China completes telescope ahead of schedule
China completed the installation of the Five Hundred Meter Aperture Spherical Telescope (FAST) in its southwest Guizhou province, fitting the last of its 4,450 triangular panels into the big dish. The radio telescope, scheduled for launch in September, will now be tested and debugged by scientists according to Zheng Xiaonian, deputy head of the National Astronomical Observation which built the telescope.
How big is the telescope?
The Five Hundred Meter Aperture Spherical Telescope (FAST) has a reflector the size of 30 football fields. It dwarfs the world's second largest radio telescope, the Arecibo Observatory in Puerto Rico, which is 300 meters in diameter. The FAST will also be 10 times more sensitive than the Effelsberg 100-m Radio Telescope in Germany, and can be remotely controlled from Beijing 2,000 kilometers away.
A better estimate of the FAST's size
The FAST's dish is so big that one of the scientists behind the project claimed that if the telescope's dish was filled with wine, there would be enough to distribute five bottles of wine to each of Earth's 7 billion residents.
9,000 residents relocated for construction
The Five Hundred Meter Aperture Spherical Telescope (FAST) cost ¥1.2 billion or $180 million, and took five years to construct. 9,110 residents in the Guizhou province had to be relocated for its construction, with each resident receiving $1,800 as compensation from the government. The telescope is expected to be the global leader in space exploration for the next two decades or so.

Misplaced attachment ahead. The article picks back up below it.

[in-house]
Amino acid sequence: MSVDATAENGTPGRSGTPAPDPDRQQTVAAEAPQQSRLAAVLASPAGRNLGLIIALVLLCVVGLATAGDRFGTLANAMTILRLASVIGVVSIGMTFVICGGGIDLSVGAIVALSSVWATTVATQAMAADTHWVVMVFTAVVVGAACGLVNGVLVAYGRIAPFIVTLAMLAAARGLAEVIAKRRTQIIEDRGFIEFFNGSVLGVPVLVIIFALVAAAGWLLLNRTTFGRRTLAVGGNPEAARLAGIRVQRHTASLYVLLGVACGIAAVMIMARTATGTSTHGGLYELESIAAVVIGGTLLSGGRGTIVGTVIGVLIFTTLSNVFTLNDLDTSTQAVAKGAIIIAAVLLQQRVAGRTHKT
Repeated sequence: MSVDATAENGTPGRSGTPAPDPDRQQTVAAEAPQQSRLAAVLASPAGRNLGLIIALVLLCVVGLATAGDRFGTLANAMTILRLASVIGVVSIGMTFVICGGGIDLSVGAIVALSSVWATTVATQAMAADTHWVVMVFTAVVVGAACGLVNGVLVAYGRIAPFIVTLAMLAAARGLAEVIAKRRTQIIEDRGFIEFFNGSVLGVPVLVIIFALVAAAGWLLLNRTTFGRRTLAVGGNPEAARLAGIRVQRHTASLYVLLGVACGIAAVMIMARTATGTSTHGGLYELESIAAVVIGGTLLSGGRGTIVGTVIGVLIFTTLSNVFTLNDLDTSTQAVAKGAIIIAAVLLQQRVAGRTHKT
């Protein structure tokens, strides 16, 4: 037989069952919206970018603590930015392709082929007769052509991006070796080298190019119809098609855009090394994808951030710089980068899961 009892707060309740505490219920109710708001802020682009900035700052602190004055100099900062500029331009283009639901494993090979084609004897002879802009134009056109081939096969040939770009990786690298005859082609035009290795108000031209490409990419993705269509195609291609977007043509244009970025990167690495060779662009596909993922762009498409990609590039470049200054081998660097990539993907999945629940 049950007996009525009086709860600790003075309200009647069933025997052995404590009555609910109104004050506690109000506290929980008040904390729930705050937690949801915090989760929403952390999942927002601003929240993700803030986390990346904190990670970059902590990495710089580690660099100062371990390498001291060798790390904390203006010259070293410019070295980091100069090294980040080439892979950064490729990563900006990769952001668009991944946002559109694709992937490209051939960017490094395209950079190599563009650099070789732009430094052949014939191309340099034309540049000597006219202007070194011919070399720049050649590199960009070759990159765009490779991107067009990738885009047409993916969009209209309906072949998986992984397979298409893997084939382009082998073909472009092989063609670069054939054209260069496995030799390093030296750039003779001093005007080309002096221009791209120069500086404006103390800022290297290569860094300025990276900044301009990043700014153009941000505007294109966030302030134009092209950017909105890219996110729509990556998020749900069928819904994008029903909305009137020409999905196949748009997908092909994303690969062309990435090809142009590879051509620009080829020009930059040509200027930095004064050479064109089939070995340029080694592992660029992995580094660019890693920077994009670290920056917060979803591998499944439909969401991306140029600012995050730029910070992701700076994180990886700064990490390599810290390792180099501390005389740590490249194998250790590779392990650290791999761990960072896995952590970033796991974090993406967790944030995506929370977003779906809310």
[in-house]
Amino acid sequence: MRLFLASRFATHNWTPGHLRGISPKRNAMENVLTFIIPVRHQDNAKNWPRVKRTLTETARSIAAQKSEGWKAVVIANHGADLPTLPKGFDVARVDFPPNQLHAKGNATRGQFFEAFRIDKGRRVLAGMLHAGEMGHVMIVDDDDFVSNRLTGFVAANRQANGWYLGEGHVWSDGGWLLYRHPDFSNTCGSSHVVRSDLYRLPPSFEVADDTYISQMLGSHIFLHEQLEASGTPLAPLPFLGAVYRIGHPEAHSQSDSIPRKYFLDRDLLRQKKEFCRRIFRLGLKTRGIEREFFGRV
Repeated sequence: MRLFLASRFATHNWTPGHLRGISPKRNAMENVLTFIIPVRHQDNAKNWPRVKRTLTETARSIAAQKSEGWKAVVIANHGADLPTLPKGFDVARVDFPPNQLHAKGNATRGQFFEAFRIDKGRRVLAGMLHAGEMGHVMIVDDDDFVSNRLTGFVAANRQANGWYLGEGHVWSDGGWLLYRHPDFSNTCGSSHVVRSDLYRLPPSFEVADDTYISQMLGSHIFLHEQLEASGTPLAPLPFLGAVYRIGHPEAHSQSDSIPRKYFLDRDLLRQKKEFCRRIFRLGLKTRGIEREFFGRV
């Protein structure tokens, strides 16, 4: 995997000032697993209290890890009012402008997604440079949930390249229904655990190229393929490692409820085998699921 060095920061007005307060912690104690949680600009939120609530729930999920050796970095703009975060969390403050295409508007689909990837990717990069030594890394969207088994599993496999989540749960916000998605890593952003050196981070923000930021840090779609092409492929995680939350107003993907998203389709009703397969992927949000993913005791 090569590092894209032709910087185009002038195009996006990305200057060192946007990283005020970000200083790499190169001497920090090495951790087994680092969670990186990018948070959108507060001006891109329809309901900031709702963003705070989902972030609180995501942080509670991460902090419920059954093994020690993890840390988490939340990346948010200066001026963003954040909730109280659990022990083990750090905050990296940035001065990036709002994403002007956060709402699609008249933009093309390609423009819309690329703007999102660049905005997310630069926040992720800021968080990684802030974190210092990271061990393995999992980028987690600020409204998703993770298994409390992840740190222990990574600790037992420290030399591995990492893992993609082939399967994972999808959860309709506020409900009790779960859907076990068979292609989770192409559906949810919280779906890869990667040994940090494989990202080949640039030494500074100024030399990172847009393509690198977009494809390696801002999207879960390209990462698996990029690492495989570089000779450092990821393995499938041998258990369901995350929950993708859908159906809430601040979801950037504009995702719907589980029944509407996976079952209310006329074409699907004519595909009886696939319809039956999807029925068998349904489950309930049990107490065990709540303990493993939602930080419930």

What will the FAST be used for?
The FAST will be fine-tuned for major astronomical discoveries such as quasars, pulsars and microwave background radiation. FAST's ability to detect faint pulsars will increase the chances of detecting low frequency gravitational waves. Furthermore, the chance to discover the basic building blocks of life in space will be 5-10 times higher than that of current equipment increasing the chances of finding extraterrestrial life.
What are the chances of alien life existing?
Astronomers estimate that the Milky Way alone contains at least 50 billion exoplanets, 500 million of which lie in the "habitable zone". Extrapolating these numbers to the estimated 100 billion galaxies in the universe, it implies that there are 50,000,000,000,000,000,000 planets potentially capable of supporting life.